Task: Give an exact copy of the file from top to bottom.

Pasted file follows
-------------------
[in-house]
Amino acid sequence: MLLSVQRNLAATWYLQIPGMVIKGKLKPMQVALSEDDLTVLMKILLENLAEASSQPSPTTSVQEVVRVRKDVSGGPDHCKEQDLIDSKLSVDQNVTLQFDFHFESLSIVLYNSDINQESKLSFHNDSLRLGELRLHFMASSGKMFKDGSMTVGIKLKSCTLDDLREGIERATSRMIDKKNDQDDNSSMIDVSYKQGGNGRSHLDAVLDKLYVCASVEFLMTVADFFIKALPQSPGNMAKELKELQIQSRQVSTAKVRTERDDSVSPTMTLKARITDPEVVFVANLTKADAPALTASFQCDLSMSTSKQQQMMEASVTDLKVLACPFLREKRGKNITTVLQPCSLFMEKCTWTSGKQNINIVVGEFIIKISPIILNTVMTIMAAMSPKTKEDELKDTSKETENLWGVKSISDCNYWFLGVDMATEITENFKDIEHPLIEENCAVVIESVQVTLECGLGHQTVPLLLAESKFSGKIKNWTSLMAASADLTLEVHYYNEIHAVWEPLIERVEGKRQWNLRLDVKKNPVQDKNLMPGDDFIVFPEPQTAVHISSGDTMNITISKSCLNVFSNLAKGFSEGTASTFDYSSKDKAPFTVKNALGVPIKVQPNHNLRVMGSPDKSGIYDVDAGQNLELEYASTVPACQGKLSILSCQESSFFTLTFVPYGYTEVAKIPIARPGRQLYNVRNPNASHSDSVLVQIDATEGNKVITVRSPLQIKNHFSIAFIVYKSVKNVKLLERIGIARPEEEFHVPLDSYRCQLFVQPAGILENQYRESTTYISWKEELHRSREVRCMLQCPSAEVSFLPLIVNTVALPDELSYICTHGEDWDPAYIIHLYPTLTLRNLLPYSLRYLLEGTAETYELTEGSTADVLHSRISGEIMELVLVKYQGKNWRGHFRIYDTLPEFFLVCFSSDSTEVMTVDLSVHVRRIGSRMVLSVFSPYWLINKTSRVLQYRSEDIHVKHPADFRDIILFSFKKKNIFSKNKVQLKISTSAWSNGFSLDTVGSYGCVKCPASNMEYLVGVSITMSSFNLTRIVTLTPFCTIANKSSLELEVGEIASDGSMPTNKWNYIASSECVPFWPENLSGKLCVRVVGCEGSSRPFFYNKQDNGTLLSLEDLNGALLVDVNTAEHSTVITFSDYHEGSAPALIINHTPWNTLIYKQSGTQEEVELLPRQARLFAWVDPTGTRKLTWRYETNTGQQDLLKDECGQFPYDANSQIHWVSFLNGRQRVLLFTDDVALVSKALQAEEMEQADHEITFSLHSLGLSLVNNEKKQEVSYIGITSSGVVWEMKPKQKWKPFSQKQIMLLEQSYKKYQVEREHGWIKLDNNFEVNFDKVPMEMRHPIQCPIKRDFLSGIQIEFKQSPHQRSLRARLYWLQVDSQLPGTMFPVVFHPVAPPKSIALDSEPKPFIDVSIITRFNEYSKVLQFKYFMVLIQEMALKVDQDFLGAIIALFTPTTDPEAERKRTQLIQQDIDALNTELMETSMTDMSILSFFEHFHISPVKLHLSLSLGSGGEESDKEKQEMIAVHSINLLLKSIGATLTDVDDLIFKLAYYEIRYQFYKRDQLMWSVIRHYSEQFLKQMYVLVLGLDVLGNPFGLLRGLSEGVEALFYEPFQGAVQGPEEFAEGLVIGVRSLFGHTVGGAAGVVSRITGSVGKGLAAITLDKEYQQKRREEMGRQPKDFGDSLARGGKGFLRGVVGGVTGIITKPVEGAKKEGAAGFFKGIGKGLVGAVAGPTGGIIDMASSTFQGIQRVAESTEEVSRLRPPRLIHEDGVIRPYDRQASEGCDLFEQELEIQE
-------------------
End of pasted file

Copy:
[in-house]
Amino acid sequence: MLLSVQRNLAATWYLQIPGMVIKGKLKPMQVALSEDDLTVLMKILLENLAEASSQPSPTTSVQEVVRVRKDVSGGPDHCKEQDLIDSKLSVDQNVTLQFDFHFESLSIVLYNSDINQESKLSFHNDSLRLGELRLHFMASSGKMFKDGSMTVGIKLKSCTLDDLREGIERATSRMIDKKNDQDDNSSMIDVSYKQGGNGRSHLDAVLDKLYVCASVEFLMTVADFFIKALPQSPGNMAKELKELQIQSRQVSTAKVRTERDDSVSPTMTLKARITDPEVVFVANLTKADAPALTASFQCDLSMSTSKQQQMMEASVTDLKVLACPFLREKRGKNITTVLQPCSLFMEKCTWTSGKQNINIVVGEFIIKISPIILNTVMTIMAAMSPKTKEDELKDTSKETENLWGVKSISDCNYWFLGVDMATEITENFKDIEHPLIEENCAVVIESVQVTLECGLGHQTVPLLLAESKFSGKIKNWTSLMAASADLTLEVHYYNEIHAVWEPLIERVEGKRQWNLRLDVKKNPVQDKNLMPGDDFIVFPEPQTAVHISSGDTMNITISKSCLNVFSNLAKGFSEGTASTFDYSSKDKAPFTVKNALGVPIKVQPNHNLRVMGSPDKSGIYDVDAGQNLELEYASTVPACQGKLSILSCQESSFFTLTFVPYGYTEVAKIPIARPGRQLYNVRNPNASHSDSVLVQIDATEGNKVITVRSPLQIKNHFSIAFIVYKSVKNVKLLERIGIARPEEEFHVPLDSYRCQLFVQPAGILENQYRESTTYISWKEELHRSREVRCMLQCPSAEVSFLPLIVNTVALPDELSYICTHGEDWDPAYIIHLYPTLTLRNLLPYSLRYLLEGTAETYELTEGSTADVLHSRISGEIMELVLVKYQGKNWRGHFRIYDTLPEFFLVCFSSDSTEVMTVDLSVHVRRIGSRMVLSVFSPYWLINKTSRVLQYRSEDIHVKHPADFRDIILFSFKKKNIFSKNKVQLKISTSAWSNGFSLDTVGSYGCVKCPASNMEYLVGVSITMSSFNLTRIVTLTPFCTIANKSSLELEVGEIASDGSMPTNKWNYIASSECVPFWPENLSGKLCVRVVGCEGSSRPFFYNKQDNGTLLSLEDLNGALLVDVNTAEHSTVITFSDYHEGSAPALIINHTPWNTLIYKQSGTQEEVELLPRQARLFAWVDPTGTRKLTWRYETNTGQQDLLKDECGQFPYDANSQIHWVSFLNGRQRVLLFTDDVALVSKALQAEEMEQADHEITFSLHSLGLSLVNNEKKQEVSYIGITSSGVVWEMKPKQKWKPFSQKQIMLLEQSYKKYQVEREHGWIKLDNNFEVNFDKVPMEMRHPIQCPIKRDFLSGIQIEFKQSPHQRSLRARLYWLQVDSQLPGTMFPVVFHPVAPPKSIALDSEPKPFIDVSIITRFNEYSKVLQFKYFMVLIQEMALKVDQDFLGAIIALFTPTTDPEAERKRTQLIQQDIDALNTELMETSMTDMSILSFFEHFHISPVKLHLSLSLGSGGEESDKEKQEMIAVHSINLLLKSIGATLTDVDDLIFKLAYYEIRYQFYKRDQLMWSVIRHYSEQFLKQMYVLVLGLDVLGNPFGLLRGLSEGVEALFYEPFQGAVQGPEEFAEGLVIGVRSLFGHTVGGAAGVVSRITGSVGKGLAAITLDKEYQQKRREEMGRQPKDFGDSLARGGKGFLRGVVGGVTGIITKPVEGAKKEGAAGFFKGIGKGLVGAVAGPTGGIIDMASSTFQGIQRVAESTEEVSRLRPPRLIHEDGVIRPYDRQASEGCDLFEQELEIQE